Zara is another big brand working hard to make its processes and therefore clothing more sustainable. Initiatives such as Clothing Collect encourages customers to recycle old clothes in store and they also ensure that all cardboard packaging is FSC-certified. Its ‘Join Life’ range aims to use more sustainable raw materials, organic cotton and recycled fabrics in production.
A Brighton-based brand that creates unisex clothing for little ones using prints inspired by old-fashioned sweet shops and it is all designed, manufactured and packaged in the UK – reducing its carbon footprint. The cotton they use meets Oeko-Tex standards and inks are CE-certified, so baby-safe according to EU regulations).
A Swedish childrenswear brand who use sustainable materials such as organic cotton and recycled polyester and ensure its’ factories have ethical working practices. Mini Rodini also encourages you to consider less buying and more repairing of old clothes in order to cut down their impact on the environment.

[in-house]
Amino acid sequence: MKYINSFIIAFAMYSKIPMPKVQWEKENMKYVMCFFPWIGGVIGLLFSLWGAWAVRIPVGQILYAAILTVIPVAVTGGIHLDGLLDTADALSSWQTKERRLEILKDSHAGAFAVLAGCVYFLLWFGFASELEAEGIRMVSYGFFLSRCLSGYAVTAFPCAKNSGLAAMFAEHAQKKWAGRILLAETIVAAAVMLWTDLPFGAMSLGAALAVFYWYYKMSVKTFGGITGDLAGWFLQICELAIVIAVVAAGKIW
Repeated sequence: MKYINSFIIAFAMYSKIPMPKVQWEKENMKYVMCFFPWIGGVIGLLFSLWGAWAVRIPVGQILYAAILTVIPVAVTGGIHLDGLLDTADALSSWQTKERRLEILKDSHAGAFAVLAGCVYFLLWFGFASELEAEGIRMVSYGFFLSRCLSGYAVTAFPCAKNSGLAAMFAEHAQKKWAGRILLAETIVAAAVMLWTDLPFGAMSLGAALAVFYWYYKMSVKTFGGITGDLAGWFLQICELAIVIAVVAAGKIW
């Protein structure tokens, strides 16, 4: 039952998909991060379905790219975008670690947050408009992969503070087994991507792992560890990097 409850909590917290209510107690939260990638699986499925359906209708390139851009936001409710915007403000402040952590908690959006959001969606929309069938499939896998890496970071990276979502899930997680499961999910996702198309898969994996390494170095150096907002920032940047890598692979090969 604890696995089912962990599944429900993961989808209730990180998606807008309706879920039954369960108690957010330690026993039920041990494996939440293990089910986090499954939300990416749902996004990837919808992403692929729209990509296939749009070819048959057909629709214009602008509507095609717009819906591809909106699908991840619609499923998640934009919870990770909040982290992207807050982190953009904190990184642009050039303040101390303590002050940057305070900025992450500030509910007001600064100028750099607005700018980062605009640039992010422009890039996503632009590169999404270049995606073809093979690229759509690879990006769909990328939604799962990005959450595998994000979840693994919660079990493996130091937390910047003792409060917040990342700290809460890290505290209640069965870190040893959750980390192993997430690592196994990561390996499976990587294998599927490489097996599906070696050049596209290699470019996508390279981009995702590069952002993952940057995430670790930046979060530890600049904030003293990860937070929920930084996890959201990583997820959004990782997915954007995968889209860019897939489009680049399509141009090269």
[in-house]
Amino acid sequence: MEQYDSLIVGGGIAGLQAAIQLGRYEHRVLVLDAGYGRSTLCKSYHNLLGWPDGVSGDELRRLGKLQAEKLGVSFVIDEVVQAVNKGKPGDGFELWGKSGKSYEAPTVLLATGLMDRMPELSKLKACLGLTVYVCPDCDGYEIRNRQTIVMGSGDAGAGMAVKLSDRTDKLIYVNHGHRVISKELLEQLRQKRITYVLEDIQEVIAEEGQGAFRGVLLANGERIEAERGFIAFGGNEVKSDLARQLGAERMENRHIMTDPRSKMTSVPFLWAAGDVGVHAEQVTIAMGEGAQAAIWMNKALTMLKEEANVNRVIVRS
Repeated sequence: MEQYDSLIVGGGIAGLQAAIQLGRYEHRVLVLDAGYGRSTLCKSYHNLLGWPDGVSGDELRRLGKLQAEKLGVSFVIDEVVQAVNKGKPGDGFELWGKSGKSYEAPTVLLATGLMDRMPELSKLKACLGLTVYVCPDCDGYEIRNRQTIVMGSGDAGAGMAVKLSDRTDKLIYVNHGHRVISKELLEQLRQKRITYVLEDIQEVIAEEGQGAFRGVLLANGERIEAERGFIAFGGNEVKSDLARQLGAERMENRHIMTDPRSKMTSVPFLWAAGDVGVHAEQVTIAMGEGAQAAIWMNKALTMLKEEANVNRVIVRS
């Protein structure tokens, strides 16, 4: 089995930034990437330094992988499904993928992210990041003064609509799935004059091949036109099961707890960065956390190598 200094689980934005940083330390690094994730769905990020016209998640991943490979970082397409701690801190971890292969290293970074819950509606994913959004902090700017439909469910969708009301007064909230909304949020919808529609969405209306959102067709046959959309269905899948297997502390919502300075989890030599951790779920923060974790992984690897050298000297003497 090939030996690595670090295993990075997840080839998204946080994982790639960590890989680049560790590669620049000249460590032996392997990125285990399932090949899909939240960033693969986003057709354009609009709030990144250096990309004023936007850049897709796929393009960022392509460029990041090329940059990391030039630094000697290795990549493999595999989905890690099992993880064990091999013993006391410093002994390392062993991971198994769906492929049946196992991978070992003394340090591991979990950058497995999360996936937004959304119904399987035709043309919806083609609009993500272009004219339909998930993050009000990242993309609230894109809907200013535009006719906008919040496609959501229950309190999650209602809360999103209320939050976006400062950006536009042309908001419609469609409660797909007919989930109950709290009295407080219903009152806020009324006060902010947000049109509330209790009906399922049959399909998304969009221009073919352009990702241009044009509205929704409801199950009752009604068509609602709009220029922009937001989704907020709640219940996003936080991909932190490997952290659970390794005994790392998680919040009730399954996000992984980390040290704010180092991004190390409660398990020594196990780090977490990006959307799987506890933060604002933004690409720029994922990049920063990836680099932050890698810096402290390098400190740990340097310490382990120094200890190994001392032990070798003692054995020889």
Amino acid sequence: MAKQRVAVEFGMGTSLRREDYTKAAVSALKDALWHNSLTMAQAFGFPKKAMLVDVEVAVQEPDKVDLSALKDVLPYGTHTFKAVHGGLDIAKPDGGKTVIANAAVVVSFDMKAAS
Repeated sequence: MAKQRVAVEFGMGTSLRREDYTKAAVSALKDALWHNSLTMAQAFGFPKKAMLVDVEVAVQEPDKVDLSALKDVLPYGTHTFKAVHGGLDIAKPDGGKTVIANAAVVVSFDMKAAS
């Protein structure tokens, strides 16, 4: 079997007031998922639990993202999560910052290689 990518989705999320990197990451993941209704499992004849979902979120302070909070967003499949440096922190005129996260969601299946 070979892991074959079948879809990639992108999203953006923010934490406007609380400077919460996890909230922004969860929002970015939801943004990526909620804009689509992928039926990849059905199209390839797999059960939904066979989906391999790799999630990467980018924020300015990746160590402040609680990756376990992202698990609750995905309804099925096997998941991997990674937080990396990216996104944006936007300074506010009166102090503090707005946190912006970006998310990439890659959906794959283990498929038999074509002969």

This relatively new brand to the UK from Sweden creates fashionable clothes for babies up to eight-year-olds. They use 100 per cent organic cotton which is ‘GOTS’ certified and are committed to creating a safe and fair working environment throughout the production chain. They are big too on encouraging customers to recycle old clothes (you can hand them in to Newbie’s London store) or pass them down to other little ones.
An ethical, British brand that uses 100 per cent organic cotton for all of its clothes, which are produced in Europe (reducing their carbon footprint). They focus on quality, fair trade and the environment and create long-lasting pieces that are free from toxic chemicals and support factory employees and their local communities. All materials come from GOTS-certified and Fairtrade suppliers, while the dyes are of Oeko-Tex standard.
Hopefully you are up for the challenge of buying childrens’ clothing from more sustainable sources – there is plenty out there to choose from!